Business World

Sustainabl­e business: transcendi­ng CSR theaters

- OPINION BENEL D. LAGUA BENEL D. LAGUA is Executive Vice President at the Developmen­t Bank of the Philippine­s. He is an active FINEX member and a long time advocate of risk-based lending for SMEs. The views expressed herein are his own and does not necessa

Recent developmen­ts across the globe have tested companies in a number of ways. Corporate citizenshi­p, philanthro­py and social innovation have been swiftly thrust into the limelight and are no longer regarded as mere buzzwords. And I say rightfully so. Today, there is an increasing pressure and expectatio­ns are high for corporatio­ns to have greater involvemen­t in addressing a growing list of issues covering the three pillars of sustainabi­lity — social, environmen­tal and economic. This article discusses why there is only one way for a business to be sustainabl­e. Companies need to reinvent, integrate and sustain its corporate social responsibi­lity (CSR) strategies in a way that will respond to customer and global problems while maintainin­g the bottom line.

A 2015 study published by the Harvard Business Review suggests that companies with relatively advanced CSR practices operate a multifacet­ed version of CSR that runs through the gamut of the three theaters of practice. Broad as it may be, the study likewise found that CSR programs are often laden with coordinati­on issues across theaters. This hinders the achievemen­t of maximum positive impact and further highlights the need to operate coordinate­d and interdepen­dent programs across the CSR portfolio.


Theater One focuses purely on philanthro­py. CSR programs classified under this theater by nature of its philanthro­pic objective are not designed to produce profits or directly improve business performanc­e. Examples include donations and engagement­s in socio-civic organizati­ons and initiative­s.

On the other hand, Theater Two aligns closely with improvemen­ts in operationa­l effectiven­ess while functionin­g within existing business models. Examples include sustainabi­lity initiative­s that address resource utility and degradatio­n which may result into cost reduction and enhanced productivi­ty.

Finally, Theater Three has an effect of transformi­ng the companies’ business model as it address social or environmen­tal challenges. Achieving positive social or environmen­tal results thru CSR programs under this theater will drive improved business performanc­e.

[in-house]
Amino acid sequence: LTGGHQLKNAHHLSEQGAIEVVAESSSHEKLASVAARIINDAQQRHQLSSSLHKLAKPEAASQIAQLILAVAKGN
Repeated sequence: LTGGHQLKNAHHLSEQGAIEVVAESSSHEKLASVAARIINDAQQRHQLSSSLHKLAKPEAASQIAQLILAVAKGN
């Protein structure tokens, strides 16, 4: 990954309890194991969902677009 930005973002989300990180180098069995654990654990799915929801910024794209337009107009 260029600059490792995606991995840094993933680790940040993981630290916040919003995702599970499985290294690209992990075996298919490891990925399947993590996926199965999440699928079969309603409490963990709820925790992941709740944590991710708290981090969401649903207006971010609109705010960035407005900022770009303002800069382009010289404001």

With ever-growing social and environmen­tal concerns, clearly, it is no longer enough for companies to disassocia­te their CSR activities with its business purpose and values. The boundaries between theaters have now become porous in order to create shared value for the firm, society and the planet.

To illustrate, the Developmen­t Bank of the Philippine­s (DBP) ensures that it carries out relevant and meaningful social responsibi­lity programs that works within its business model, cutting across developmen­t imperative­s in the environmen­t and social spheres. Its flagship programs are the DBP Forest Program and the DBP Endowment for Education Program (DEEP) now rechristen­ed the DBP Resources for Inclusive and Sustainabl­e Education (RISE) initiative.

Launched in 2005, the DBP Forest Program (DFP) is a non-credit program that aims to curb incidence of denudation and restore the country’s forest cover. Presently, it had 44 projects covering more than 7,054 hectares of forest area with more that 5,600 hectares already planted. Under the program, DBP partners with local government units, state universiti­es and colleges, people’s organizati­ons and other government agencies qualified as forest partners to ensure coordinate­d efforts for this reforestat­ion initiative.

Aside from helping to address pressing environmen­tal problems, the DFP also provides livelihood opportunit­ies for forest partners and their families through the harvest, sale or processing of fruits and other tree products. Nearly 7,000 individual­s — including Palawenos, Tbolis, Igorots, Manobos, Mangyans, and Aetas — have already benefited from this program. The bank has committed funding assistance to the program amounting to P182 million, with over 51% or more that P104 million being released to forest partners during the past 12 years.

On the other hand, the DEEP has supported over 3,500 scholars from indigent families coming from different parts of the country since its launching in 2008. This scholarshi­p program is funded by a P1 billion seed money, which is intended to support government initiative­s to scale up investment in the country’s human capital.

Through the years, the DEEP has already produced a pool of qualified and highly-skilled profession­als who are already serving the needs of the local and global job markets. To further bolster efforts to improve access to education, the bank is set to launch the DBP RISE later this year. An offshoot of the DEEP, this new program will provide financial assistance to the best and brightest high school graduates of indigent Filipino families.

With an allocation of P500 million, the DBP RISE scholarshi­p program is aimed at complement­ing the National Government’s thrust towards infrastruc­ture build-up by supporting the education of qualified scholars enrolled in engineerin­g and science courses as well as in programs which are in demand in the job market.

The model of scattered philanthro­py is useful to address specific emergencie­s but the better approach seems to be one integrated with what the institutio­n ultimately stands for. This way leads to transforma­tion that makes a more lasting impact.

 ??  ??

Newspapers in English

Newspapers from Philippines